The pair of propellers on each wing of the A400M turn in opposite directions, with the tips of the propellers advancing from above towards the midpoint between the two engines. This is in contrast to the overwhelming majority of multi-engine propeller driven aircraft where all propellers on the same wing turn in the same direction. The counter-rotation is achieved by the use of a gearbox fitted to two of the engines, and only the propeller turns the opposite direction; all four engines are identical and turn in the same direction which eliminates the need to have two different "handed" engines on stock for the same aircraft, which simplifies maintenance and supply costs. This configuration, dubbed DBE (Down Between Engines), allows the aircraft to produce more lift and lessens the torque and prop wash on each wing. It also reduces yaw in the event of an outboard engine failure.[71]

A400M showing its counter-rotating propellers on each wing

EADS and Thales will provide the new Multi-Colour Infrared Alerting Sensor (MIRAS) missile warning sensor for the A400M.[72][73]

The A400M has a removable refuelling probe mounted above the cockpit to allow the aircraft to receive fuel from drogue equipped tankers.[74] Optionally, the receiving probe can be replaced with a fuselage mounted UARRSI receptacle for receiving fuel from boom equipped tankers.[75] The aircraft can also act as a tanker when fitted with two wing mounted hose and drogue under-wing refuelling pods or a centre-line Hose and Drum unit.[74]

Operational history[edit]

A400M flying during the Royal International Air Tattoo (RIAT) 2010

The French Air Force used the A400M on its first operational mission, a flight to Mali, on 29 December 2013.[76][77]

Exports[edit]

South Africa[edit]

In December 2004, South Africa announced it would purchase eight A400Ms at a cost of approximately €837 million, with the nation joining the Airbus Military team as an industrial partner. Deliveries were expected from 2010 to 2012.[78][79] In 2009, South Africa cancelled all eight aircraft, citing increasing costs. On 29 November 2011 Airbus Military reached an agreement to refund pre-delivery payments worth €837 million to Armscor.[80]

Canada[edit]

Airbus Military made a bid in 2006 to supply Canada with the A400M to meet a tender request for 17 new tactical airlifters to replace its old Lockheed C-130E models.[81] Canada ordered four Boeing C-17 Globemaster IIIs and 17 Lockheed C-130J Super Hercules instead.[82]

Others[edit]

In July 2005, the Chilean Air Force signed a Memorandum of understanding for three aircraft,[83] but no order has been placed; Chile began talks on buying the Brazilian Embraer KC-390.[84]

In December 2005, the Royal Malaysian Air Force ordered four A400Ms to supplement its fleet of Lockheed C-130 Hercules.[85][86]

In 2009, the United States Air Force Air Mobility Command requested information on the A400M; the company responded with a proposal for 118 A400Ms.[87]

Variants[edit]

A400M Grizzly
Five prototype and development aircraft, a sixth aircraft was cancelled.
A400M-180 Atlas
Production variant

Operators[edit]

Artist's impression of the A400M in German Air Force livery

Orders[edit]

Date Country Orders Entry into service
date
Notes
27 May 2003  Germany 53 Expected November 2014 Order reduced from 60 to 53 (plus 7 options),[88] and will try to resell 13, leaving 40.[89]
 France 50 August 2013 Two aircraft delivered during 2013.[90]
 Spain 27 Expected 2016 Original budget of €3,453M increased to €5,493M in 2010.[91] Requirement reduced to 14 aircraft and will try to resell the remaining 13.[92]
 United Kingdom 22 First aircraft to be delivered in September 2014[93] Order reduced from 25 to "at least 22".[94]
 Turkey 10 First aircraft delivered in April 2014[95][96] A400M deliveries to be completed by 2018.[97][98]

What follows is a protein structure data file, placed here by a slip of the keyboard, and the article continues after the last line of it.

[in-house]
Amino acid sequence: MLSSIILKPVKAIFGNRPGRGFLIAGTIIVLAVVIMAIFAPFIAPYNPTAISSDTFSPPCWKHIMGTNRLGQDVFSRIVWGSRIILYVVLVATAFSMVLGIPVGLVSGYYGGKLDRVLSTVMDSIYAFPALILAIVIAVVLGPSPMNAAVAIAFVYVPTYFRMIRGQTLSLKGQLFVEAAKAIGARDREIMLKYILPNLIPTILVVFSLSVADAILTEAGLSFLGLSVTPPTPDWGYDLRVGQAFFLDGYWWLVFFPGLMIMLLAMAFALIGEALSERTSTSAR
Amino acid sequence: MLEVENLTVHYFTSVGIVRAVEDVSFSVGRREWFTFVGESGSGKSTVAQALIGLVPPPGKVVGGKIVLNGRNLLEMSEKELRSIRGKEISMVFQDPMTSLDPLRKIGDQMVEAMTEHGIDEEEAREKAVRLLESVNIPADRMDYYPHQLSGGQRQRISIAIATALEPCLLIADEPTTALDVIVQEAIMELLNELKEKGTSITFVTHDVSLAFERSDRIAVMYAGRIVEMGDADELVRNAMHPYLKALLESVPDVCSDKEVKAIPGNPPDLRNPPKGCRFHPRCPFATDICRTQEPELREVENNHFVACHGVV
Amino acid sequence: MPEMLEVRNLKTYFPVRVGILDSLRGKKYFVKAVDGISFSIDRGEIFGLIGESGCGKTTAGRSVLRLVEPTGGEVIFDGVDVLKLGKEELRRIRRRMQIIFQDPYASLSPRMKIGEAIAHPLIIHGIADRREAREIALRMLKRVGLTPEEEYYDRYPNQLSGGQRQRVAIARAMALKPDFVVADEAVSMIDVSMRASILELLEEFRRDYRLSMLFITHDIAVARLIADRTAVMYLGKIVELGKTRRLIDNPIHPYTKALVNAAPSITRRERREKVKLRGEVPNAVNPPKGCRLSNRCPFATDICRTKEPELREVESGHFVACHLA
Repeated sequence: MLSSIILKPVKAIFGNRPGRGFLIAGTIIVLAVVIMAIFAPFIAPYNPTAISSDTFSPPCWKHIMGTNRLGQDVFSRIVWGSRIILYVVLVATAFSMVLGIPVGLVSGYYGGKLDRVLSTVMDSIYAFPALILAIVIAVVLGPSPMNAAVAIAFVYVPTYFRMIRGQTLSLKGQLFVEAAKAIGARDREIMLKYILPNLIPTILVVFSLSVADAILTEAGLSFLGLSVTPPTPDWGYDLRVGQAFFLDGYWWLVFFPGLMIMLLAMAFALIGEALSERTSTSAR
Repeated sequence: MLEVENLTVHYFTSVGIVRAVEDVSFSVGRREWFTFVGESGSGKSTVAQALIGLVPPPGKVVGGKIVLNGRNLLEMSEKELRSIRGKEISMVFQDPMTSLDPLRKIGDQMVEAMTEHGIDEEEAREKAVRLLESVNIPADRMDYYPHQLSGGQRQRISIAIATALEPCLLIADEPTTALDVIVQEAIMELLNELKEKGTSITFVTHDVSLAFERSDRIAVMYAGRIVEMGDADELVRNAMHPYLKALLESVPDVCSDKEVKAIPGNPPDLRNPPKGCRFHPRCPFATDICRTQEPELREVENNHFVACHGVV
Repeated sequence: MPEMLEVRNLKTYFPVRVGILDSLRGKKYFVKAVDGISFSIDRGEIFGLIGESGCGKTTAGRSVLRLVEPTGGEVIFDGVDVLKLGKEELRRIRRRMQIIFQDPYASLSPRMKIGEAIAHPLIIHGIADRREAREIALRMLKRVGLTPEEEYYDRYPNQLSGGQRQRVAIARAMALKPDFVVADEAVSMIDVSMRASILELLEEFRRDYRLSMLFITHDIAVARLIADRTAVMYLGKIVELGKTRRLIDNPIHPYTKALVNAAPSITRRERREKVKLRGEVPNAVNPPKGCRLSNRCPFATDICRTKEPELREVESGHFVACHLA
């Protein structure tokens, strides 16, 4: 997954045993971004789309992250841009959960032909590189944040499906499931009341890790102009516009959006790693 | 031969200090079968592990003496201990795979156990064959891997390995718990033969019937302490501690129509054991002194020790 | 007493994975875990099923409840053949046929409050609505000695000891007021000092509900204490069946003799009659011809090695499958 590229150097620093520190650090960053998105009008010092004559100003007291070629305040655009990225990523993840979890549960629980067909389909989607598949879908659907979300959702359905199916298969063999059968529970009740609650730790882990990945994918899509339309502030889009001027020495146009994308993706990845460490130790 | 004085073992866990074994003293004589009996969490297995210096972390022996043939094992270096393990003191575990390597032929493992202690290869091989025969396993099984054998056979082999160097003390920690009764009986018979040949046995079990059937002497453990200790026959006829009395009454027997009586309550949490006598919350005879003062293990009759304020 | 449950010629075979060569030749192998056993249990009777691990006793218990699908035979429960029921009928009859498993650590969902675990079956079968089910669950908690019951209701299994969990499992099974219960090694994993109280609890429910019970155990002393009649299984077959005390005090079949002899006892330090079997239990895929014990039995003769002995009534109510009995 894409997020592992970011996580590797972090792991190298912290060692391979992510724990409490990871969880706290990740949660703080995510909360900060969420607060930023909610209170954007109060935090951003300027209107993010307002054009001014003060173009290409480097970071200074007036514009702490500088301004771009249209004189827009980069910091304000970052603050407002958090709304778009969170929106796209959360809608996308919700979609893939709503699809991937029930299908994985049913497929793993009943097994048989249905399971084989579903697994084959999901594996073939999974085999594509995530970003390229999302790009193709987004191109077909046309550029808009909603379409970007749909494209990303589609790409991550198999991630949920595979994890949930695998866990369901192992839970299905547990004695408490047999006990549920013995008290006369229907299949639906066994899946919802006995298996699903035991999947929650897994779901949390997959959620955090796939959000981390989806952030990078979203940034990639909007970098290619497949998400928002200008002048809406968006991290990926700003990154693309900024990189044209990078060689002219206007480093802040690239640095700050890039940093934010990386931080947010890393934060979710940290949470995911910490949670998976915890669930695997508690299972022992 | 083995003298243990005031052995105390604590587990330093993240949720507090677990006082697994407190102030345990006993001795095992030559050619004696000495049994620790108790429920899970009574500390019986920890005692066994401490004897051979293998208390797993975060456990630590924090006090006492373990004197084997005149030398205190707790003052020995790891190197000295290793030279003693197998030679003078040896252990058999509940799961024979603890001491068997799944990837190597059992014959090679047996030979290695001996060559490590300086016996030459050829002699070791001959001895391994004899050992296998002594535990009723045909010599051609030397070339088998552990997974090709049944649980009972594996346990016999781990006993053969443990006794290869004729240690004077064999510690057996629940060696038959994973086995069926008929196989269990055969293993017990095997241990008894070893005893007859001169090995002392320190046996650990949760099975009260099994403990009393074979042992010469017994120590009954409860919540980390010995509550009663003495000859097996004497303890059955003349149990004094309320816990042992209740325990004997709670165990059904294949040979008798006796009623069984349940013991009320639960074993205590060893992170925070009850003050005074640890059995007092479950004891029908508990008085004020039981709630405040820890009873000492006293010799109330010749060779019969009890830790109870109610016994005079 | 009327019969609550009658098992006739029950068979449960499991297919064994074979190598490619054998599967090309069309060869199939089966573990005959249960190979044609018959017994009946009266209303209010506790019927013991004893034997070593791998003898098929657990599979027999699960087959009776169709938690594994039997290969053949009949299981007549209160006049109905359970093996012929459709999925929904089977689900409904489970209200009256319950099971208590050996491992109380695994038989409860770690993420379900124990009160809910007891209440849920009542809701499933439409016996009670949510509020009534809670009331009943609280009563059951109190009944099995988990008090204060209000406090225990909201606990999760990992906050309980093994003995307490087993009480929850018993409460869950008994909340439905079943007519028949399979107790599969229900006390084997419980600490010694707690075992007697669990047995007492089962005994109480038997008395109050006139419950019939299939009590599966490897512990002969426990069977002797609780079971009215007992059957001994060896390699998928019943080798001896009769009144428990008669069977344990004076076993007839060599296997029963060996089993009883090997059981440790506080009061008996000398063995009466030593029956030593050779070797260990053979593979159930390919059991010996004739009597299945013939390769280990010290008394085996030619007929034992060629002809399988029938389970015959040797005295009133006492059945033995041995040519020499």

Belgium 7 Expected 2018–20
 Luxembourg 1 Expected 2019
December 2004  South Africa 0 N/A Order of 8 units cancelled
8 December 2005  Malaysia 4[85] Expected 2015 Only non-European country to purchase the A400M
Total: 174

Specifications[edit]

Airbus A400M silhouettes
Operational range of A400M with 20-tonne (44,000 lb) and 30-tonne (66,000 lb) payloads, flown from Paris, France

Data from Airbus Military specifications[99]

General characteristics

  • Crew: 3 or 4 (2 pilots, 3rd optional, 1 loadmaster)
  • Capacity: 37,000 kg (81,600 lb)
    • 116 fully equipped troops / paratroops,
    • up to 66 stretchers accompanied by 25 medical personnel
  • Length: 45.1 m (148 ft 0 in)
  • Wingspan: 42.4 m (139 ft 1 in)
  • Height: 14.7 m (48 ft 3 in)
  • Empty weight: 76,500 kg (168,654 lb) ; operating weight[100]
  • Max takeoff weight: 141,000 kg (310,852 lb)
  • Fuel capacity: 50,500 kg (111,330 lb) internal fuel
  • Max landing weight: 122,000 kg (268,963 lb)
  • Powerplant: 4 × Europrop TP400-D6[101] turboprop, 8,250 kW (11,060 hp) each
  • Propellers: 8-bladed Ratier-Figeac FH385 and FH386 variable pitch tractor propellers with feathering and reversing capability (FH385 anticlockwise on engines 2 and 4, FH386 clockwise on engines 1 and 3)[102], 5.3 m (17 ft 5 in) diameter

Performance

  • Cruising speed: 780 km/h (485 mph; 421 kn) (Mach 0.68–0.72)
  • Initial cruise altitude: at MTOW: 9,000 m (29,000 ft)
  • Range: 3,298 km (2,049 mi; 1,781 nmi) at max payload (long range cruise speed; reserves as per MIL-C-5011A)
    • Range at 30-tonne payload: 4,540 km (2,450 nmi)
    • Range at 20-tonne payload: 6,390 km (3,450 nmi)
  • Ferry range: 8,710 km (5,412 mi; 4,703 nmi)
  • Service ceiling: 11,300 m (37,073 ft)
  • Tactical takeoff distance: 980 m (3,215 ft) (aircraft weight 100 tonnes, soft field, ISA, sea level)
  • Tactical landing distance: 770 m (2,526 ft) (as above)
  • Turning radius (ground): 28.6 m

See also[edit]

Aircraft of comparable role, configuration and era

References[edit]

  1. ^ a b c "Updated- Pictures & Video: Airbus celebrates as A400M gets airborne." Flight International, 11 December 2009. Retrieved: 1 July 2011.
  2. ^ a b "Projet de loi de finances pour 2014 : Défense : équipement des forces" (in French). Senate of France. 21 November 2013. Retrieved 2014-08-30. 
  3. ^ "A400M naming ceremony at RIAT." Airbus Military, 6 July 2012. Retrieved: 6 July 2012.
  4. ^ Hoyle, Craig. "RIAT: A400M reborn as 'Atlas'." Flightglobal.com, 6 July 2012. Retrieved: 6 July 2012.
  5. ^ "RAF – A400m." RAF, MOD. Retrieved: 15 May 2010.
  6. ^ "A400M Contract Amendment Finalised With Customer Nations." Airbus Military. Retrieved: 9 September 2011.
  7. ^ Hewson, R. The Vital Guide to Military Aircraft, 2nd ed. Airlife Press, Ltd. 2001.
  8. ^ a b "Airbus Transport Is Almost Ready for Takeoff ". Wall Street Journal, 2 December 2009.